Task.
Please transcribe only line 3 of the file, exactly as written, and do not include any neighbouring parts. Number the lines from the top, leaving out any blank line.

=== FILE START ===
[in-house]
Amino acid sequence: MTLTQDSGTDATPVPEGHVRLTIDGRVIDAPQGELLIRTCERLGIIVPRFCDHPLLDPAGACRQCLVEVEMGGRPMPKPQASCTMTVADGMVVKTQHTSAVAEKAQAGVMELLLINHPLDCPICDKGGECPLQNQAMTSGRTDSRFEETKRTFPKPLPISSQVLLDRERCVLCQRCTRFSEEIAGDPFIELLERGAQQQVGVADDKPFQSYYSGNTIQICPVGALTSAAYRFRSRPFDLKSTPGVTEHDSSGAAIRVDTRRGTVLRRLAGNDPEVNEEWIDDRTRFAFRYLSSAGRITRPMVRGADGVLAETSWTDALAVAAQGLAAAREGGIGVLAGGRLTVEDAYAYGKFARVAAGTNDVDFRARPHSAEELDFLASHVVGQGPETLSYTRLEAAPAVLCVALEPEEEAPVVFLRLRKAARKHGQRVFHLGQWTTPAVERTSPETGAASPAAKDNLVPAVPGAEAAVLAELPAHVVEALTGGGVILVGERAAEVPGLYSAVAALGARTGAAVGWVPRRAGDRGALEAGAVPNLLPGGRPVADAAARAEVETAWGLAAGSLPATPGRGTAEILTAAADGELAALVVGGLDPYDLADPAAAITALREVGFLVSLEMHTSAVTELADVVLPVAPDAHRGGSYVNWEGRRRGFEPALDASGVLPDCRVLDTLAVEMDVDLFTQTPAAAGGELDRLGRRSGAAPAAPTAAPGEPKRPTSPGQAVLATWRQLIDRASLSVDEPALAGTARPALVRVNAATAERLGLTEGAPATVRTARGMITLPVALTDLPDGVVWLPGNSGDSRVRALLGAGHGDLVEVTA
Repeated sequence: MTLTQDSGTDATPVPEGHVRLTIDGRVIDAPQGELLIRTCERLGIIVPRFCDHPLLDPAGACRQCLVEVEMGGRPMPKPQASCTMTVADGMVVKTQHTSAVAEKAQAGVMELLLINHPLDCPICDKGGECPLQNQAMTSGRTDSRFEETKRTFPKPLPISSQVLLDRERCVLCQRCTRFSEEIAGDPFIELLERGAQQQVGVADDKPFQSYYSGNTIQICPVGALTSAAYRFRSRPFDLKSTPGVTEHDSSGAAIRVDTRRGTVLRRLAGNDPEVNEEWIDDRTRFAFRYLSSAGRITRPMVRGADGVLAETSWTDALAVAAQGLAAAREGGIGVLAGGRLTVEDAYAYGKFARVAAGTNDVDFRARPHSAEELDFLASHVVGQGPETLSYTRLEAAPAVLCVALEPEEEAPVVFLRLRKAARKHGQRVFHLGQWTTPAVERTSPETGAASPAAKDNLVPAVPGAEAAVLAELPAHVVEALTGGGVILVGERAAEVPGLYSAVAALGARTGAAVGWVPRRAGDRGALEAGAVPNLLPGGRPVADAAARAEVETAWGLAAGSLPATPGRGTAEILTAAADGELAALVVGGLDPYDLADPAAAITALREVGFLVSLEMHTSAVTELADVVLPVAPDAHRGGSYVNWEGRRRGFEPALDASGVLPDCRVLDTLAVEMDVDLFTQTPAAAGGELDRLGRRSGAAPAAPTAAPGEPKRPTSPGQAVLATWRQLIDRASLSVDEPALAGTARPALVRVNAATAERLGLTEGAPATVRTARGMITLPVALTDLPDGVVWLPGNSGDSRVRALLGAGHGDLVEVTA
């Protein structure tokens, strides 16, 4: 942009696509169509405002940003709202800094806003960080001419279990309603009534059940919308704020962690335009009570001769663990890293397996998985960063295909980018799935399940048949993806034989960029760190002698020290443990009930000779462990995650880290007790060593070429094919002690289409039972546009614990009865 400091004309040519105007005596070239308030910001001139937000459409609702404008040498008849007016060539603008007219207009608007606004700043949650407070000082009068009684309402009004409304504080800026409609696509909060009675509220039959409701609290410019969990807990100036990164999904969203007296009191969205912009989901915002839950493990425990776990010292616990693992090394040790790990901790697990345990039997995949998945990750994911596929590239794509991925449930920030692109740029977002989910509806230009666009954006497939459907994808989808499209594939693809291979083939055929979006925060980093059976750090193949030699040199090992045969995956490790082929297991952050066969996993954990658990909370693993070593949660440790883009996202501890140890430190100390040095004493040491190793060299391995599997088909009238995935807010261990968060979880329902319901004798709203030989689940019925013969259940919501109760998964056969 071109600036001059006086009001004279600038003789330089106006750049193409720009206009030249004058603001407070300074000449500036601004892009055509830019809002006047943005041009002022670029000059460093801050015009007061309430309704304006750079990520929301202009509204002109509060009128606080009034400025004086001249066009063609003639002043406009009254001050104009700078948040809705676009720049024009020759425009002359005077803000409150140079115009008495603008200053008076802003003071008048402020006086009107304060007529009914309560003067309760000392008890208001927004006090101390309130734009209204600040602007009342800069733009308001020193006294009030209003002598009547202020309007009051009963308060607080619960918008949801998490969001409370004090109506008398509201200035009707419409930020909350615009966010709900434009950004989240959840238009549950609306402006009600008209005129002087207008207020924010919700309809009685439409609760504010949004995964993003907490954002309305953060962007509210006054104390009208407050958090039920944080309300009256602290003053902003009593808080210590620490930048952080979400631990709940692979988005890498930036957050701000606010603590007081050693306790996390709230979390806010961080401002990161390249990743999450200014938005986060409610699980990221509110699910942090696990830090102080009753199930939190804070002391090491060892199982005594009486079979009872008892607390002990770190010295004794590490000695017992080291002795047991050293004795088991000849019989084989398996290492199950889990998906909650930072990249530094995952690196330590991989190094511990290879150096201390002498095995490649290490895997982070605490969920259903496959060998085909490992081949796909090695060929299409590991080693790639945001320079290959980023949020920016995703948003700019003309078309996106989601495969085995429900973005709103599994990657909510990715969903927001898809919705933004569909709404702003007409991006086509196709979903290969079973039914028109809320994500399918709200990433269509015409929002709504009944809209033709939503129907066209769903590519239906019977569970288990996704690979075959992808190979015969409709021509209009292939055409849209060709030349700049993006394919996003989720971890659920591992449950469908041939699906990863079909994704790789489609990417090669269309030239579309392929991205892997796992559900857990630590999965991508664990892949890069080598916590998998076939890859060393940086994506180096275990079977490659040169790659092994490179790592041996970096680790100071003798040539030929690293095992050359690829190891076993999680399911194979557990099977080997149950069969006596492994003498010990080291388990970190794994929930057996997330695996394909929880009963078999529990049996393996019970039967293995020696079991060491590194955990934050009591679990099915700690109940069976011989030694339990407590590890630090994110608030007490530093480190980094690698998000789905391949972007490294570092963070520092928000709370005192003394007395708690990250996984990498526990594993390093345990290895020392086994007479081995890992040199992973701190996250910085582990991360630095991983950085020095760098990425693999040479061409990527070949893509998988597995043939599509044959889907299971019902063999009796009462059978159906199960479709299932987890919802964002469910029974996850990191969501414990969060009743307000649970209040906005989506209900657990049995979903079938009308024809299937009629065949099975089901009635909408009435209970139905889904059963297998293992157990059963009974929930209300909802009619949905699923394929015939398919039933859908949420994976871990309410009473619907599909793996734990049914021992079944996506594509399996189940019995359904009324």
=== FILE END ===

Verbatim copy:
Repeated sequence: MTLTQDSGTDATPVPEGHVRLTIDGRVIDAPQGELLIRTCERLGIIVPRFCDHPLLDPAGACRQCLVEVEMGGRPMPKPQASCTMTVADGMVVKTQHTSAVAEKAQAGVMELLLINHPLDCPICDKGGECPLQNQAMTSGRTDSRFEETKRTFPKPLPISSQVLLDRERCVLCQRCTRFSEEIAGDPFIELLERGAQQQVGVADDKPFQSYYSGNTIQICPVGALTSAAYRFRSRPFDLKSTPGVTEHDSSGAAIRVDTRRGTVLRRLAGNDPEVNEEWIDDRTRFAFRYLSSAGRITRPMVRGADGVLAETSWTDALAVAAQGLAAAREGGIGVLAGGRLTVEDAYAYGKFARVAAGTNDVDFRARPHSAEELDFLASHVVGQGPETLSYTRLEAAPAVLCVALEPEEEAPVVFLRLRKAARKHGQRVFHLGQWTTPAVERTSPETGAASPAAKDNLVPAVPGAEAAVLAELPAHVVEALTGGGVILVGERAAEVPGLYSAVAALGARTGAAVGWVPRRAGDRGALEAGAVPNLLPGGRPVADAAARAEVETAWGLAAGSLPATPGRGTAEILTAAADGELAALVVGGLDPYDLADPAAAITALREVGFLVSLEMHTSAVTELADVVLPVAPDAHRGGSYVNWEGRRRGFEPALDASGVLPDCRVLDTLAVEMDVDLFTQTPAAAGGELDRLGRRSGAAPAAPTAAPGEPKRPTSPGQAVLATWRQLIDRASLSVDEPALAGTARPALVRVNAATAERLGLTEGAPATVRTARGMITLPVALTDLPDGVVWLPGNSGDSRVRALLGAGHGDLVEVTA